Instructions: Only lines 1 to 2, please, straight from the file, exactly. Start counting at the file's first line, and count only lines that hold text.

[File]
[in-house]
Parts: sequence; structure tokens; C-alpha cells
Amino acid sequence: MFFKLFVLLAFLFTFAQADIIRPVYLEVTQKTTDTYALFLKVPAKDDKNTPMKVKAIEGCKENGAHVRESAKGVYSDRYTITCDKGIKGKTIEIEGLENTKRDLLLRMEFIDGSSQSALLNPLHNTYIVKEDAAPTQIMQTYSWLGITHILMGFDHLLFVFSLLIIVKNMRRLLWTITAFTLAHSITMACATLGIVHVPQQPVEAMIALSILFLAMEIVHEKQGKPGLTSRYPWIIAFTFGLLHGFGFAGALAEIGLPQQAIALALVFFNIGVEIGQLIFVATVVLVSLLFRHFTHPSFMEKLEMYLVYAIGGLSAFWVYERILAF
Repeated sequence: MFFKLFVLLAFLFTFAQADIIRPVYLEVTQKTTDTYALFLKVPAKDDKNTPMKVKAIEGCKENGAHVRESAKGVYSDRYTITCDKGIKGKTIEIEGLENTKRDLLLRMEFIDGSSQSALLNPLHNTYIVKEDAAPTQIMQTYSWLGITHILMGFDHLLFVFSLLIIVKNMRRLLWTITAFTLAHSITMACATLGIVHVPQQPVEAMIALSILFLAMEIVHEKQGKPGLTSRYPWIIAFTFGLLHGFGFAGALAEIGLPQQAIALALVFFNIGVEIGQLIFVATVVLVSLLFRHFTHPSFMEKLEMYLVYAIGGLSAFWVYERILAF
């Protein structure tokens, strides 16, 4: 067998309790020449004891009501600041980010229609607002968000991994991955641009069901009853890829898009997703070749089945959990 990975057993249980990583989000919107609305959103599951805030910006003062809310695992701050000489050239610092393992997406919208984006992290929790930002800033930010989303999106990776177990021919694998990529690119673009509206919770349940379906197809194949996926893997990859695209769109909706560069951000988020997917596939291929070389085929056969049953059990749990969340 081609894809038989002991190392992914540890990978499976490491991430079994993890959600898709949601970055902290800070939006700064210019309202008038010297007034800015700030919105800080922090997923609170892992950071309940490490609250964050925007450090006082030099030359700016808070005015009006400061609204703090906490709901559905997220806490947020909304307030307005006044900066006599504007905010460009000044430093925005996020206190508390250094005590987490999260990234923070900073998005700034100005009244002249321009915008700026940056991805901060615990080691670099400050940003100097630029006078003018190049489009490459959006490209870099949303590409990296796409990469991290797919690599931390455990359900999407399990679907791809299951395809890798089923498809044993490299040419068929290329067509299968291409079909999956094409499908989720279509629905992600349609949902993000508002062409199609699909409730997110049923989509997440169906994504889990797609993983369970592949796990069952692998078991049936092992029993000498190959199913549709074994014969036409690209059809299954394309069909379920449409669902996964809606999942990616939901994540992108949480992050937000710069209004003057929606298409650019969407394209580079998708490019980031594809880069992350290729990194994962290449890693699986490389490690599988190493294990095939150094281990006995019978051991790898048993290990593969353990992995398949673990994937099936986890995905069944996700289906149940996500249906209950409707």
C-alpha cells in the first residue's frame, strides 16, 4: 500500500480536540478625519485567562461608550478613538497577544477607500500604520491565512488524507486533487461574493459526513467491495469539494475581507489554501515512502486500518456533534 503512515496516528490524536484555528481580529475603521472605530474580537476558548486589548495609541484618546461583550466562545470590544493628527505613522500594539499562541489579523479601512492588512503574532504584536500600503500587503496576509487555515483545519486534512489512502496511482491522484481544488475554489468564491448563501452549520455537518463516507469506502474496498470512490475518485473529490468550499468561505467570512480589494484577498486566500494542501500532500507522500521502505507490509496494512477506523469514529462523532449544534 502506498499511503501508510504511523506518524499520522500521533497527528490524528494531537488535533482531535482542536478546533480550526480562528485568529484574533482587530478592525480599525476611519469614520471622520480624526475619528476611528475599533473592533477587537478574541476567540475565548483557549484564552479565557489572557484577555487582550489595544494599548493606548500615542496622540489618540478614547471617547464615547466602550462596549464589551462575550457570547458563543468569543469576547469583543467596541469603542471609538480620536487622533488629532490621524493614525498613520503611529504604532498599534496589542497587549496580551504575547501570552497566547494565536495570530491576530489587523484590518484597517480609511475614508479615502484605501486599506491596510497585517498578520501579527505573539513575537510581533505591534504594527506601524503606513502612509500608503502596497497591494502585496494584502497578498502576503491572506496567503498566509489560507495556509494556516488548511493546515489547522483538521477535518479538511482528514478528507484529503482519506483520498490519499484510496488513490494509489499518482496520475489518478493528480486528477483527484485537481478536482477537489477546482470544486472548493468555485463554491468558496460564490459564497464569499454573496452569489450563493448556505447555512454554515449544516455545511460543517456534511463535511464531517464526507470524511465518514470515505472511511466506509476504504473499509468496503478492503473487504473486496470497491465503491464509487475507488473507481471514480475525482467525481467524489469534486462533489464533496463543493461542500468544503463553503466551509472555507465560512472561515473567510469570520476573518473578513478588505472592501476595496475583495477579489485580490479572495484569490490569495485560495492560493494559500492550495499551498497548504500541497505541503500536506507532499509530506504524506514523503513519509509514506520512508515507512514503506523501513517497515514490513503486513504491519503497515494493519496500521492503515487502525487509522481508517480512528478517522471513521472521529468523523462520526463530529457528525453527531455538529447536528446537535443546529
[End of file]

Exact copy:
[in-house]
Parts: sequence; structure tokens; C-alpha cells